Summary: Female mice who have not been pregnant or given birth show activation in the anterior cingulate cortex when they acquire maternal behaviors after exposure to pups. The findings reveal through repeated exposure to pups, virgin female mice are capable of learning maternal behaviors that resemble those of mothers following birth.
Source: Medical University of Vienna
Various conditions such as postpartum depression or postpartum psychosis can lead to an alteration in maternal behavior and disrupt the mother-child bonding process.
A research team has conducted a study in which they were able to identify the neuronal circuits in the brain that are activated during the learning of maternal behavior.
The findings, published in The EMBO Journal, can serve as a basis for developing therapeutic interventions.
In the course of their preclinical investigation, the scientists led by Daniela Pollak from the Division of Neurophysiology and Neuropharmacology at MedUni Vienna’s Center for Physiology and Pharmacology analyzed maternal behavior of female mice towards newborn pups.
While the neural processes involved in the development of maternal care behavior in female mice after birth have already been described, the current study addressed the question of which circuits in the brain are activated during the learning of care behavior in nulliparous virgin females, female mice that have not been pregnant.
The researchers found the answer in the anterior cingulate cortex (ACC), a region in the prefrontal lobe of the brain that is associated, among other things, with the recognition and evaluation of social processes and the development of emotional awareness.
The mouse model showed that in females who have not been pregnant or given birth, the ACC gets activated when they acquire maternal behavior upon first contact with pups.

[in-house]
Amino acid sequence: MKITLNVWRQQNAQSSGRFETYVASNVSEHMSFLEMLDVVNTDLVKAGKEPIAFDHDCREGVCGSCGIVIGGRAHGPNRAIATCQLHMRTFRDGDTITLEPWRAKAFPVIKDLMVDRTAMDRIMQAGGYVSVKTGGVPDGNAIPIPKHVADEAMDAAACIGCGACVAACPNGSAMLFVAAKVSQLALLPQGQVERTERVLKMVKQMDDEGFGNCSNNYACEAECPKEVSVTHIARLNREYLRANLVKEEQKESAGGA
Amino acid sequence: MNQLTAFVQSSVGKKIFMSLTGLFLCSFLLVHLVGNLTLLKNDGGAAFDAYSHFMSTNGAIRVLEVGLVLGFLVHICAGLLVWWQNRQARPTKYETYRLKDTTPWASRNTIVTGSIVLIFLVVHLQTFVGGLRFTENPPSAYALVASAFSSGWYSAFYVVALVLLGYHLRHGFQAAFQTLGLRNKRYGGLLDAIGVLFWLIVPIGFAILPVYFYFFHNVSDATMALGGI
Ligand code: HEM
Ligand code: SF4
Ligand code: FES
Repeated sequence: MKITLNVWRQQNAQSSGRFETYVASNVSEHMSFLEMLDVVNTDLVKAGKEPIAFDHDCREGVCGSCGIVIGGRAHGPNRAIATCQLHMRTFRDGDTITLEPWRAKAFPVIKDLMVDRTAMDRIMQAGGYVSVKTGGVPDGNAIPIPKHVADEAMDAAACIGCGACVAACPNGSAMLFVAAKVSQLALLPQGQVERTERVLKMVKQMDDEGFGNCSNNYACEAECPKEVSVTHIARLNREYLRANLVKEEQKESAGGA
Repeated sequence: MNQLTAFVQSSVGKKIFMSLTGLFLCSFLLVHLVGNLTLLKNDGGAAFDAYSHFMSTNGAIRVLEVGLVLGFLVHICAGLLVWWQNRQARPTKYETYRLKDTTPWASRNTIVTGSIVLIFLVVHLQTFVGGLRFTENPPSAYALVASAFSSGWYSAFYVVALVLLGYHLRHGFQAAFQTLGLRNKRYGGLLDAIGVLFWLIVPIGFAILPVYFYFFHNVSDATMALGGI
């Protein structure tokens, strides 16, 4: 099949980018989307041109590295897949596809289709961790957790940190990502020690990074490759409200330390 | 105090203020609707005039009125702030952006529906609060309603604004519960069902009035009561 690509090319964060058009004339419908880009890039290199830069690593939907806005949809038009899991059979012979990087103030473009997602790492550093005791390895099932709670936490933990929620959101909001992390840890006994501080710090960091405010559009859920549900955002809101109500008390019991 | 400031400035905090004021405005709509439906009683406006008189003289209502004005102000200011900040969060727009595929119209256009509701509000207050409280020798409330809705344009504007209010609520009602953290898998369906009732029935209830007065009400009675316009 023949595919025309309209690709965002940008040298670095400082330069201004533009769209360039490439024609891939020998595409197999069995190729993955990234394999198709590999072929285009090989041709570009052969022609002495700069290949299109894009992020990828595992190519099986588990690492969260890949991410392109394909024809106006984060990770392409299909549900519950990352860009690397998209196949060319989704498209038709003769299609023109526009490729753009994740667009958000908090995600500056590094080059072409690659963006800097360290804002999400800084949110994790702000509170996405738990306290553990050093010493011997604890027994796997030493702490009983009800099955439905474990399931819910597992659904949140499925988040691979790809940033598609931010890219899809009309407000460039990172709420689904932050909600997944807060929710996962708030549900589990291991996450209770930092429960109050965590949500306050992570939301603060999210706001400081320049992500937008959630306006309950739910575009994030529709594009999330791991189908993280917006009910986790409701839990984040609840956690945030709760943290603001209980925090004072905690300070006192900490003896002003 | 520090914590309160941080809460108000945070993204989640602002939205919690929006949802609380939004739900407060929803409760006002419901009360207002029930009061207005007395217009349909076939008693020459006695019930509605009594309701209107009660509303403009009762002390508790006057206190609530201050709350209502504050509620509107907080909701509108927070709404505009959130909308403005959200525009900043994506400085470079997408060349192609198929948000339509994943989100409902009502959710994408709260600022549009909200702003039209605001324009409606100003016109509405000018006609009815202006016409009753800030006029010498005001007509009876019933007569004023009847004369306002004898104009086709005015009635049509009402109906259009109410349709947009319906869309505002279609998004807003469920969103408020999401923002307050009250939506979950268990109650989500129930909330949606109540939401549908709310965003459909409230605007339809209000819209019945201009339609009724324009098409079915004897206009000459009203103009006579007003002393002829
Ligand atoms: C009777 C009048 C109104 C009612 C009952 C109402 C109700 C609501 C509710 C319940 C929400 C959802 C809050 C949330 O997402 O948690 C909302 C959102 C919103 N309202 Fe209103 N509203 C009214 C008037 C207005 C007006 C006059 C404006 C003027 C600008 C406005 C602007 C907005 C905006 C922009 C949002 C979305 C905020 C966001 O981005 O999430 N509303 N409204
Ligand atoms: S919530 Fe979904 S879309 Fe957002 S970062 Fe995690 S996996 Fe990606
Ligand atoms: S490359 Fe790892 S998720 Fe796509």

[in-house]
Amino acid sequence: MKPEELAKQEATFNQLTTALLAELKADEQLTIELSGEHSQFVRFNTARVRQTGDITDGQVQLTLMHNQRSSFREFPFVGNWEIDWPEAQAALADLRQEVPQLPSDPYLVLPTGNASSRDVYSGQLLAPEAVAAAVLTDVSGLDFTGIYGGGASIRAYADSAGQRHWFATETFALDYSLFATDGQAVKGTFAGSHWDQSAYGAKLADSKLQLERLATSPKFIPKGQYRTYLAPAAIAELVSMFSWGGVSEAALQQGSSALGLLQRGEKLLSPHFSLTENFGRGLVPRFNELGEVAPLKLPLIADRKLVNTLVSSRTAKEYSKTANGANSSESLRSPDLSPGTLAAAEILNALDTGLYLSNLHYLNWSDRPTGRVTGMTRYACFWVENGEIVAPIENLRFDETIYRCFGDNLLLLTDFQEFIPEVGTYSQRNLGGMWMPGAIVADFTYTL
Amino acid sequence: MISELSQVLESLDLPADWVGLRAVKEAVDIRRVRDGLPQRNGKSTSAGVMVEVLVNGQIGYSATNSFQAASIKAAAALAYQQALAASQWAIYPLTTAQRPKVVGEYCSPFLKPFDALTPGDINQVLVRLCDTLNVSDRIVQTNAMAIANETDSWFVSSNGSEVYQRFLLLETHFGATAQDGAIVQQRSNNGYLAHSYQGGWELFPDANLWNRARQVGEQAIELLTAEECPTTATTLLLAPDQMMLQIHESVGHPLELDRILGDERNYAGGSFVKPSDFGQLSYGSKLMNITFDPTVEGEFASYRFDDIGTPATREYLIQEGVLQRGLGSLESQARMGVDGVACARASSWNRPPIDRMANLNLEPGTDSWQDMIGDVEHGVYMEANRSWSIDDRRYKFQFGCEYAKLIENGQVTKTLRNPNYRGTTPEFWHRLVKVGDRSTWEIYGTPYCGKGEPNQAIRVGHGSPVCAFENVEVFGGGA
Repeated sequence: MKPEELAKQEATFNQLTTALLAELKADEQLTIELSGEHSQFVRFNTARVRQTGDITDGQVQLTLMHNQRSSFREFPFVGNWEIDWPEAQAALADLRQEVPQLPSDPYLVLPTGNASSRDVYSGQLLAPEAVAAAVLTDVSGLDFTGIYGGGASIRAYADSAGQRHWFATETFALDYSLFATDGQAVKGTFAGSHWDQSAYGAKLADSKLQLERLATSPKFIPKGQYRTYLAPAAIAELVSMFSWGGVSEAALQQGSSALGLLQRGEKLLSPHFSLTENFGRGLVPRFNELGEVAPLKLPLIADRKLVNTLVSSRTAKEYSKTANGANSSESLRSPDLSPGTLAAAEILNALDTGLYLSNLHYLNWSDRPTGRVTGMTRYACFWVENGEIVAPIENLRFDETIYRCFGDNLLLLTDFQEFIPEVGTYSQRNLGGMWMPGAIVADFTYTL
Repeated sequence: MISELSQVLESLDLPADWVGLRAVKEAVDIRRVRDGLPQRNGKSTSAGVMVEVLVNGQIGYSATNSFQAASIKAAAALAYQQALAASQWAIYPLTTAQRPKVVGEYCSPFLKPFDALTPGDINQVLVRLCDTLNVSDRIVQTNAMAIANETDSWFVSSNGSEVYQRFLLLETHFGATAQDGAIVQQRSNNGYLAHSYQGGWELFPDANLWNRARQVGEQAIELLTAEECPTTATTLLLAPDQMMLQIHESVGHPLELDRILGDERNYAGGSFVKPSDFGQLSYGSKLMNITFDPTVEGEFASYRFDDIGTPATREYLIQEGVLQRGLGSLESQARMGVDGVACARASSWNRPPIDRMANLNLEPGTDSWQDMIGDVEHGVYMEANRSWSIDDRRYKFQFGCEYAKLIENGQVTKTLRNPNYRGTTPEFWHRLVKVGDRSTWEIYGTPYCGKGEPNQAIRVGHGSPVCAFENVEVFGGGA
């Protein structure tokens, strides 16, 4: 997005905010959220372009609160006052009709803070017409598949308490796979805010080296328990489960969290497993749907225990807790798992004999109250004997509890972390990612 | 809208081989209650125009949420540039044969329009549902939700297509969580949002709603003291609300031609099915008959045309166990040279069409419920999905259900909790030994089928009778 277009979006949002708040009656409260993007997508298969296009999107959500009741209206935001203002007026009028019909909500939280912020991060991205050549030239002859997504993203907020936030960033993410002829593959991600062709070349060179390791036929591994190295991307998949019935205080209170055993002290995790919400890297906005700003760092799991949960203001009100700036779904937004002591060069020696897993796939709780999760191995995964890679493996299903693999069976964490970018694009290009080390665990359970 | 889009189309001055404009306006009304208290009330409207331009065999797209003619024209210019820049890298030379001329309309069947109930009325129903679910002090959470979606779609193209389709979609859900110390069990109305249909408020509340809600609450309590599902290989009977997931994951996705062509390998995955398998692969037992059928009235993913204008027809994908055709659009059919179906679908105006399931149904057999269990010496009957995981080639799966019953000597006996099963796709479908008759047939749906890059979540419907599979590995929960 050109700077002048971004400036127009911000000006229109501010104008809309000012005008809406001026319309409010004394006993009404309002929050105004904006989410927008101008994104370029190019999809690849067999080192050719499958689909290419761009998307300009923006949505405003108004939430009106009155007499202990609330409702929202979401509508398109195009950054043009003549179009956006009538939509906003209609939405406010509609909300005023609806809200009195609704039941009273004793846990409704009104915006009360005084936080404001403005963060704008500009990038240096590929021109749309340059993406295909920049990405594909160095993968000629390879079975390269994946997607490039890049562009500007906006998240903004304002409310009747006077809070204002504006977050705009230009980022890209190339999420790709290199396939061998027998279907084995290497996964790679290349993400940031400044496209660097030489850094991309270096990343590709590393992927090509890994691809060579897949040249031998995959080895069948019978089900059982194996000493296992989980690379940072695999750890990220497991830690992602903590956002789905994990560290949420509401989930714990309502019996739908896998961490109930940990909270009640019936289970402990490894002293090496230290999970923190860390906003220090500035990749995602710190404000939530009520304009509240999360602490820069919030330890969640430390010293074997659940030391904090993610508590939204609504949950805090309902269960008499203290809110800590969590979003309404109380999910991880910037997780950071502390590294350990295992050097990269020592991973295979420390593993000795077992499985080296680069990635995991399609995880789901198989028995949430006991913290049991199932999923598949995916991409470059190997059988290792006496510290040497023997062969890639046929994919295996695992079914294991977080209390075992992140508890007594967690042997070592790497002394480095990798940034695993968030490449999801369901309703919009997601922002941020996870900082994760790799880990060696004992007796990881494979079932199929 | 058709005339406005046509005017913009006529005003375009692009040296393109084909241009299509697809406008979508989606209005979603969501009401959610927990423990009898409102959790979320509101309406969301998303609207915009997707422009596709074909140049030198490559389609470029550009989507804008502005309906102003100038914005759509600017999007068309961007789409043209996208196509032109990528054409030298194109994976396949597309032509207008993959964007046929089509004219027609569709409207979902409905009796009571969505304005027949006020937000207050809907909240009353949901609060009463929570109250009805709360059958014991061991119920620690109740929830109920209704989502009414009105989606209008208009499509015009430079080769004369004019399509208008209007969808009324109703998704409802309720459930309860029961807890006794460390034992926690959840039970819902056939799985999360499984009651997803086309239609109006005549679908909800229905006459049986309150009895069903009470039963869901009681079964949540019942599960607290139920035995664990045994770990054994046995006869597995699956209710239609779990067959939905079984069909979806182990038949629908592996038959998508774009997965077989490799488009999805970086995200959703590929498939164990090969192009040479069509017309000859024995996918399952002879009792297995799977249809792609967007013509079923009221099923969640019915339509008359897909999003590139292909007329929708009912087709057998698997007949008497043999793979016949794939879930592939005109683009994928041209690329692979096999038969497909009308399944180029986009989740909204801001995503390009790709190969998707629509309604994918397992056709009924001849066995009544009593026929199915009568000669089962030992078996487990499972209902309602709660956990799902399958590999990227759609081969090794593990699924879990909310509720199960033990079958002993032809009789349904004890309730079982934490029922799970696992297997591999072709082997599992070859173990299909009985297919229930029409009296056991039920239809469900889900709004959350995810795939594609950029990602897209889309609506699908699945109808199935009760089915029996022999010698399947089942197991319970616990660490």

“Our observations have demonstrated that, through repeated experience with pups, the virgin females are capable of learning maternal behavior that fully resembles those of mothers after delivery,” explains project leader Pollak, reporting from her research.
The study revealed that during this learning process ACC activity is controlled by an excitatory feedback circuit involving a specific group of neurons in a central brain region (the thalamus).
Learning through repeated experience
Maternal behavior is defined, among other things, by sensitivity and responsiveness to signals of infant needs. It is instinctively displayed in virtually all mammals and upon first contact with newborns immediately after delivery.
In some species, such as rodents, even animals that have never given birth may exhibit maternal care behavior toward newborns.
In this case, the care behavior, such as returning displaced pups from outside the nest back into the nest area, where they are warm and protected from predators, are acquired through repeated experience with the pups.
We know, for example from observations in adoptive parents, that humans can also learn parental behaviors. Various pathological conditions, such as postpartum depression or postpartum psychosis can lead to alterations in maternal behavior and disrupt the mother-child bonding process.
“By showing that maternal behaviors can be acquired and identifying the underlying neuronal circuits in the brain that control this acquisition, we are creating a potential basis for developing therapeutic options for these clinical situations,” says Pollak, outlining the translational relevance of the study results, which were obtained in collaboration with Tibor Harkany from the Division of Molecular Neurosciences at MedUni Vienna’s Center for Brain Research.
About this maternal behavior and neuroscience research news
An accessory prefrontal cortex–thalamus circuit sculpts maternal behavior in virgin female mice
The ability to care for the young is innate and readily displayed by postpartum females after delivery to ensure offspring survival. Upon pup exposure, rodent virgin (nulliparous) females also develop parental behavior that over time becomes displayed at levels equivalent to parenting mothers.
Although maternal behavior in postpartum females and the associated neurocircuits are well characterized, the neural mechanisms underlying the acquisition of maternal behavior without prior experience remain poorly understood.
Here, we show that the development of maternal care behavior in response to first-time pup exposure in virgin females is initiated by the activation of the anterior cingulate cortex (ACC). ACC activity is dependent on feedback excitation by Vglut2+/Galanin+ neurons of the centrolateral nucleus of the thalamus (CL), with their activity sufficient to display parenting behaviors.
Accordingly, acute bidirectional chemogenetic manipulation of neuronal activity in the ACC facilitates or impairs the attainment of maternal behavior, exclusively in virgin females.
These results reveal an ACC-CL neurocircuit as an accessory loop in virgin females for the initiation of maternal care upon first-time exposure to pups.